A while ago I saw a news report about these guys. They specialize on providing note takers for big events (usually speakers). The note takers try to produce an extended doodle that captures the essence of what’s spoken. I thought it was pretty cool, I remember someone in the report talking about how, for him, it really helped him internalize and synthesize information from presentations. He concentrated on finding images that connected to the material and found some non-linear ways to represent all(?) the information.
This weekend I’ve been at a conference all about upper-division physics curriculum, and in the last session I thought I’d give this technique a try. I did it for a couple different presentations, but I purposely chose to do it for Melissa Dancy’s on the research about why PER ideas are slow to disseminate. I wanted to do it for her because I was sitting next to her and I wanted to show her what I created. She got a kick out of it, and I thought I’d post here both what I did and what I thought about the process.
I have to say that it was really fun to do it. I used a bunch of stick figures and some drawings along with the occasional keywords. What I really liked is how I 1) concentrated like crazy, but 2) didn’t feel stressed or exhausted doing it. I really liked how I had to come up with a cool/funny/informative/whatever way to represent something, often trying to connect the new idea to the existing doodle. Of course, OneNote and its infinite page size and ease of changing pen colors really helped, along with my super cool Surface Pro (I promise I’ll stop promoting that one of these days).
There were some times when I felt like just writing out a sentence would have worked just as well (or better) but I wanted to really give the doodling a chance.
Having tried it, I think I might try it some more about meetings etc. We’ll see, but I’m pretty excited about how it got my brain to engage in a different way. I’m really curious if any of you think this might be good to encourage students to do it.
Side note about technology: I had my Surface out for nearly the whole conference, mostly taking notes in OneNote in full-screen mode, but admittedly occasionally checking email etc. What was interesting is that I think I appeared more engaged with the conference than I would have been using the keyboard (as opposed to the stylus). My screen was flat to the table, not blocking anyone’s view of my pretty face. I only used one hand to take notes, though I’m not sure if that’s meaningful. It’s interesting how many people have talked to me about the recent study showing how laptop note-taking seems not to really help people. I felt that my Surface enabled me to take digital (and thus easily saved, searched, not lost etc) notes in a format that is incredibly flexible (handwriting/doodling) while maintaining the ability to do other things too (yes, I’m talking about checking email 🙂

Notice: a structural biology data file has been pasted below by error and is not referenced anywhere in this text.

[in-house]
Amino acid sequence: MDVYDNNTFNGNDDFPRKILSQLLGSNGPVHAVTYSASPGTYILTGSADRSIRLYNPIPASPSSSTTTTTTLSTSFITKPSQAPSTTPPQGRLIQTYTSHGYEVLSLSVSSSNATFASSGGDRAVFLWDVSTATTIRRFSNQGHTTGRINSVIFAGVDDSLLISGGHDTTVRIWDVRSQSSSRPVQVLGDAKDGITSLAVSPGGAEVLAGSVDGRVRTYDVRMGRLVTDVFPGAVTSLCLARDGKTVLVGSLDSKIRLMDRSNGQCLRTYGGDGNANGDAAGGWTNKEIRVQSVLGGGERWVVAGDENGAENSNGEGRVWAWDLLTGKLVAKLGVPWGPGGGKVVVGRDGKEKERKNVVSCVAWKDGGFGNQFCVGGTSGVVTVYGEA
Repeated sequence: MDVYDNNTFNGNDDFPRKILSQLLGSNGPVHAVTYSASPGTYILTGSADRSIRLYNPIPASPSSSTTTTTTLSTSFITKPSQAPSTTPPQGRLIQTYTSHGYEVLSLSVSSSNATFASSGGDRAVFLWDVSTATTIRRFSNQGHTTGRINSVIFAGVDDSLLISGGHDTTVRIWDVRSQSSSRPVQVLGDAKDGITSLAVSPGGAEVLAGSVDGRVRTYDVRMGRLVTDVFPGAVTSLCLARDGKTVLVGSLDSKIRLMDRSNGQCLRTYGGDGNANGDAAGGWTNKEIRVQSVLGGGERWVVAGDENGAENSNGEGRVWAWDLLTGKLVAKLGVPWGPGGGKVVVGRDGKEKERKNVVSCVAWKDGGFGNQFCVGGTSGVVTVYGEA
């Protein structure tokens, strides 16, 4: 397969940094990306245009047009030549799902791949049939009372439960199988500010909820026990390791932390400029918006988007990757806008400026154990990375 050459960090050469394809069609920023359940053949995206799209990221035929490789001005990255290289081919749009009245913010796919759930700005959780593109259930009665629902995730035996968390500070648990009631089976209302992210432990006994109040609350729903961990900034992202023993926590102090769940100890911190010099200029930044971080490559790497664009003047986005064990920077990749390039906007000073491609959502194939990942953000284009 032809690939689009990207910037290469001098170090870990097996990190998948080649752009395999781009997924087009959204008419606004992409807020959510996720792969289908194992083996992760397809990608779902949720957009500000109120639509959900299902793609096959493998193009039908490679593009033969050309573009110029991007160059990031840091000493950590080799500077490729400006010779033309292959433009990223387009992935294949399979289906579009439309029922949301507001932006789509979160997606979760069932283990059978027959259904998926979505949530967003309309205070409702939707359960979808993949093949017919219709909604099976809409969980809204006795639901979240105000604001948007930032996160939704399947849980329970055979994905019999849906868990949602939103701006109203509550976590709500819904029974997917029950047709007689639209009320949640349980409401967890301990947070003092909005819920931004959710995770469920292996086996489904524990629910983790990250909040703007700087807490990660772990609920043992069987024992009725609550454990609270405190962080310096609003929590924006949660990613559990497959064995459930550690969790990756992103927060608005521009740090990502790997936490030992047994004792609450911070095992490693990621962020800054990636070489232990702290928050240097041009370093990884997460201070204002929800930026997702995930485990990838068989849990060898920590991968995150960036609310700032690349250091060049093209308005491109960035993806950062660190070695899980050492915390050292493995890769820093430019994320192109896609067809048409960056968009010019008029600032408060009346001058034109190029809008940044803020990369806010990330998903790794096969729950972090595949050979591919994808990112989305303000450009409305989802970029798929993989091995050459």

So what do you think? Here’s some starters for you:
- This is cool! Could you come to a meeting with me on …
- This is dumb. Melissa (or whomever) can just post her slides and you could fully engage without writing anything.
- This is cool. Here’s how I do something similar . . .
- This is dumb. I can’t figure out anything from those notes. I bet you won’t be able to either after a few days.
- This is cool. What would it be like to lecture like this?
- This is dumb. I don’t know how to draw.
- Wait, you didn’t mention how Mathematica played a part.
- I’m Melissa and I think this was really cool because . . .
- I’m Melissa and I’m mortified that this post exists because . . .
- You’re using technology, so the study about laptop notetaking applies directly to you.